By Tyler Williams
(TEANECK) – On Sept. 24 2016, the National Museum of African American History and Culture (NMAAHC) officially opened in Washington D.C. According to the NMAAHC website, it is a Smithsonian museum that was established on Dec. 19, 2003.
This museum is known for representing past and present African American events that include arts, community, slavery, religion, segregation, family and civil rights. Its opening ceremony was led by President Barack Obama to inaugurate the museum to the public, according to The Washington Post.
This historical museum is 400,000 square-feet that is filled with more than 36,000 artifacts. The crowd was an estimated 7,000 official guests, according to The Washington Post.
The museum was originally proposed for more than 100 years.
“This national museum helps to tell a richer and fuller story of who we are,” Obama said. “It helps us better understand the lives of yes, the president, but also the slave. The industrialist but also the porter. The keeper of the status quo but also the activist seeking to overthrow that status quo.”
Obama’s quote gives a general idea of African American history. The museum exists to both memorialize and educate this history, sharing the “unvarnished truth” of America’s past and celebrating the triumphs of its present, according to The Washington Post.
The attendees of the museum were satisfied by the representation of the past and present. But it was inspiring and disheartening at the same time.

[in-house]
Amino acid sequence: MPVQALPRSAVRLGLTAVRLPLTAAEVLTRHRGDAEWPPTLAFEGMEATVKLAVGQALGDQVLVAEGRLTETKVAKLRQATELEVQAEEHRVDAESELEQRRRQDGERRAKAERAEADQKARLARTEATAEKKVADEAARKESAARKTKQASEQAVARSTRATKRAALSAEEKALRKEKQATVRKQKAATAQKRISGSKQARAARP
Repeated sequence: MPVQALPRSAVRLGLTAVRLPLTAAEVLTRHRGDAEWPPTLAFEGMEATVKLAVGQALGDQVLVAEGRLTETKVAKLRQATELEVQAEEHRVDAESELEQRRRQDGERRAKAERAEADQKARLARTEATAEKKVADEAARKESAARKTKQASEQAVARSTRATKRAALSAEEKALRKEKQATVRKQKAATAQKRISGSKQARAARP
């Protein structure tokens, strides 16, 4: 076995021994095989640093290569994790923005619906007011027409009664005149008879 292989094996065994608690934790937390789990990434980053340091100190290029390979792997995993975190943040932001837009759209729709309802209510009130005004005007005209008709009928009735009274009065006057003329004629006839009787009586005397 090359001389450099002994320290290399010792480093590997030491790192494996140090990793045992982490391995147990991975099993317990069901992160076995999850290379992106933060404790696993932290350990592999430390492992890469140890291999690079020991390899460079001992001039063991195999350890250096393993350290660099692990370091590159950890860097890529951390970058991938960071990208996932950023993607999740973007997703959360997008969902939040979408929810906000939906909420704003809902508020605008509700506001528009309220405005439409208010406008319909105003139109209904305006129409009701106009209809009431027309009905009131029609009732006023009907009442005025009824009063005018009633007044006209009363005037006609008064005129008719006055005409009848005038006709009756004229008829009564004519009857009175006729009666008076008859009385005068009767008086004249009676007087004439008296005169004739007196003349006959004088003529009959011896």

“What’s depressing is not so much that it happened, but that it’s still happening,” one attendee said as she stood by the coffin of Emmett Till, the 14-year-old was murdered by white men in Mississippi in 1955, according to the New York Times.
Another attendee had a perspective about the museum in an inspiring way.
“We are now able to have ourselves be defined by our selves,” said Sandra Taylor, 51, a business consultant from New Bern, N.C.
“I’ve been elated, I’ve been proud. Informed is not an emotion, but I have just been inspired by so many stories,” said Taylor.
Obama talked about the context of the museum itself, saying the museum provides “context for the debates of our time and is a place to understand how protest and love of country don’t merely coexist but inform each other,” according to National Public Radio.
The future events at the museum offer various opportunities to the people who would like to get involved. Becoming a volunteer plays an essential role in inspiring and engaging audiences, according to the NMAAHC website. People can also become vendors, members, and donors for the museum.
The hours of operation of the museum is open 7 days a week, 364 days a year. The regular operating hours are from 10:00 a.m. – 5:30 p.m.
The entry to all Smithsonian museums including the National Museum of African American History and Culture in Washington, D.C. is free, according to the NMAAHC website. For more information about visiting the museum, call 1-844-750-3012.